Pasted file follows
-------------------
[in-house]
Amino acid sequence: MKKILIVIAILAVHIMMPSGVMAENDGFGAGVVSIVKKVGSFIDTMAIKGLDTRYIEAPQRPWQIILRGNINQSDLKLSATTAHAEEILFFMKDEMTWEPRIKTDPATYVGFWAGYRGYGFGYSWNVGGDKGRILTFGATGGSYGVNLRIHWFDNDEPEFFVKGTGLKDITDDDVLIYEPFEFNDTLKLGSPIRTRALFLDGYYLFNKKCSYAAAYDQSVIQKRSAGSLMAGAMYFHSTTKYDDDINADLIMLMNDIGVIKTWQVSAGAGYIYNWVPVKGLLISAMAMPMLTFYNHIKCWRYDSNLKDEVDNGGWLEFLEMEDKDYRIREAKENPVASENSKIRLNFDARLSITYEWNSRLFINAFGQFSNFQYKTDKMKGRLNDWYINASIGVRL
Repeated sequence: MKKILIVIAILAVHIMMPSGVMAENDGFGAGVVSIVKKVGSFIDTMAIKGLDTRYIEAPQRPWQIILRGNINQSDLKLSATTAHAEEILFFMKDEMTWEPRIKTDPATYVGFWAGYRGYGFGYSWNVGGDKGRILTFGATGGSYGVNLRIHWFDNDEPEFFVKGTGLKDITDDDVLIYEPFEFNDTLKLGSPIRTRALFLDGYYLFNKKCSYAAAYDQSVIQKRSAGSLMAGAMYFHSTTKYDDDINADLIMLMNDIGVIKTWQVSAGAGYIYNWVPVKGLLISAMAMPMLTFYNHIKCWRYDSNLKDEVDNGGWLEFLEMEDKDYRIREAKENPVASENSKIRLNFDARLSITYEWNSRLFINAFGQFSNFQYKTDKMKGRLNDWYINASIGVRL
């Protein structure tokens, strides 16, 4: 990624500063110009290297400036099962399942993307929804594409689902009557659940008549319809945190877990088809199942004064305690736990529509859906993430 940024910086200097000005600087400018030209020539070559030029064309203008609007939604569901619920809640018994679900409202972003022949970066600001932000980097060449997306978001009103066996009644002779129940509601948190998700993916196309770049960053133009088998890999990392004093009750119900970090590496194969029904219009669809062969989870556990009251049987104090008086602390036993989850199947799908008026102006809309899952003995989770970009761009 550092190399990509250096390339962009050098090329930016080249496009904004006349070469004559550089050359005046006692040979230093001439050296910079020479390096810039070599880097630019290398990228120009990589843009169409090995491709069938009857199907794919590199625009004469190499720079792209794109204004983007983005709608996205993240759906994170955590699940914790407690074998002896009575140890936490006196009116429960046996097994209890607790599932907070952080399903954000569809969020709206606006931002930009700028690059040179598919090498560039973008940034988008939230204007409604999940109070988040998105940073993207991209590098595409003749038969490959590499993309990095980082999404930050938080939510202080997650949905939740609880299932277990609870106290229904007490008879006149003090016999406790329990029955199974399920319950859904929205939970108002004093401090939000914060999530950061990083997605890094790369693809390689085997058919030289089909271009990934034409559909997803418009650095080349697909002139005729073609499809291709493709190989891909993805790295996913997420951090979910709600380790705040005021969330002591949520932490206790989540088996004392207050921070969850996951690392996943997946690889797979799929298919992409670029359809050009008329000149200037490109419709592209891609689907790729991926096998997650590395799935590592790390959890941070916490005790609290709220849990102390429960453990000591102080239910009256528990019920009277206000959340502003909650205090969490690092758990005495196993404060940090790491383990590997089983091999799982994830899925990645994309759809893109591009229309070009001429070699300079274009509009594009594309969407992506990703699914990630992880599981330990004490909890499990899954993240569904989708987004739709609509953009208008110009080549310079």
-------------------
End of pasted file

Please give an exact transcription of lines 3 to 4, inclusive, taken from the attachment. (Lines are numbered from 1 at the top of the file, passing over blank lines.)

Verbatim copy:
Repeated sequence: MKKILIVIAILAVHIMMPSGVMAENDGFGAGVVSIVKKVGSFIDTMAIKGLDTRYIEAPQRPWQIILRGNINQSDLKLSATTAHAEEILFFMKDEMTWEPRIKTDPATYVGFWAGYRGYGFGYSWNVGGDKGRILTFGATGGSYGVNLRIHWFDNDEPEFFVKGTGLKDITDDDVLIYEPFEFNDTLKLGSPIRTRALFLDGYYLFNKKCSYAAAYDQSVIQKRSAGSLMAGAMYFHSTTKYDDDINADLIMLMNDIGVIKTWQVSAGAGYIYNWVPVKGLLISAMAMPMLTFYNHIKCWRYDSNLKDEVDNGGWLEFLEMEDKDYRIREAKENPVASENSKIRLNFDARLSITYEWNSRLFINAFGQFSNFQYKTDKMKGRLNDWYINASIGVRL
């Protein structure tokens, strides 16, 4: 990624500063110009290297400036099962399942993307929804594409689902009557659940008549319809945190877990088809199942004064305690736990529509859906993430 940024910086200097000005600087400018030209020539070559030029064309203008609007939604569901619920809640018994679900409202972003022949970066600001932000980097060449997306978001009103066996009644002779129940509601948190998700993916196309770049960053133009088998890999990392004093009750119900970090590496194969029904219009669809062969989870556990009251049987104090008086602390036993989850199947799908008026102006809309899952003995989770970009761009 550092190399990509250096390339962009050098090329930016080249496009904004006349070469004559550089050359005046006692040979230093001439050296910079020479390096810039070599880097630019290398990228120009990589843009169409090995491709069938009857199907794919590199625009004469190499720079792209794109204004983007983005709608996205993240759906994170955590699940914790407690074998002896009575140890936490006196009116429960046996097994209890607790599932907070952080399903954000569809969020709206606006931002930009700028690059040179598919090498560039973008940034988008939230204007409604999940109070988040998105940073993207991209590098595409003749038969490959590499993309990095980082999404930050938080939510202080997650949905939740609880299932277990609870106290229904007490008879006149003090016999406790329990029955199974399920319950859904929205939970108002004093401090939000914060999530950061990083997605890094790369693809390689085997058919030289089909271009990934034409559909997803418009650095080349697909002139005729073609499809291709493709190989891909993805790295996913997420951090979910709600380790705040005021969330002591949520932490206790989540088996004392207050921070969850996951690392996943997946690889797979799929298919992409670029359809050009008329000149200037490109419709592209891609689907790729991926096998997650590395799935590592790390959890941070916490005790609290709220849990102390429960453990000591102080239910009256528990019920009277206000959340502003909650205090969490690092758990005495196993404060940090790491383990590997089983091999799982994830899925990645994309759809893109591009229309070009001429070699300079274009509009594009594309969407992506990703699914990630992880599981330990004490909890499990899954993240569904989708987004739709609509953009208008110009080549310079």